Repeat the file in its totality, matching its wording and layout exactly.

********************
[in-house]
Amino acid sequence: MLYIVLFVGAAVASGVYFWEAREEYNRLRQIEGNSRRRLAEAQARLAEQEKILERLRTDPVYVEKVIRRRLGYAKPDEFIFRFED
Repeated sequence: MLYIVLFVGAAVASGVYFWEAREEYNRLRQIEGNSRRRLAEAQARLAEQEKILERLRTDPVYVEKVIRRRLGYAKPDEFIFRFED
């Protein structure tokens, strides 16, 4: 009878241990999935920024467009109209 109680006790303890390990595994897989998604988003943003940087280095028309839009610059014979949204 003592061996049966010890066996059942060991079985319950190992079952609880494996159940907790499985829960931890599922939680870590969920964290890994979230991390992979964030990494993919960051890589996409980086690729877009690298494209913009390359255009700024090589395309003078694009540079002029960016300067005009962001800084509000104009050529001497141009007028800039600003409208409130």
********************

[in-house]
Amino acid sequence: MLYIVLFVGAAVASGVYFWEAREEYNRLRQIEGNSRRRLAEAQARLAEQEKILERLRTDPVYVEKVIRRRLGYAKPDEFIFRFED
Repeated sequence: MLYIVLFVGAAVASGVYFWEAREEYNRLRQIEGNSRRRLAEAQARLAEQEKILERLRTDPVYVEKVIRRRLGYAKPDEFIFRFED
């Protein structure tokens, strides 16, 4: 009878241990999935920024467009109209 109680006790303890390990595994897989998604988003943003940087280095028309839009610059014979949204 003592061996049966010890066996059942060991079985319950190992079952609880494996159940907790499985829960931890599922939680870590969920964290890994979230991390992979964030990494993919960051890589996409980086690729877009690298494209913009390359255009700024090589395309003078694009540079002029960016300067005009962001800084509000104009050529001497141009007028800039600003409208409130």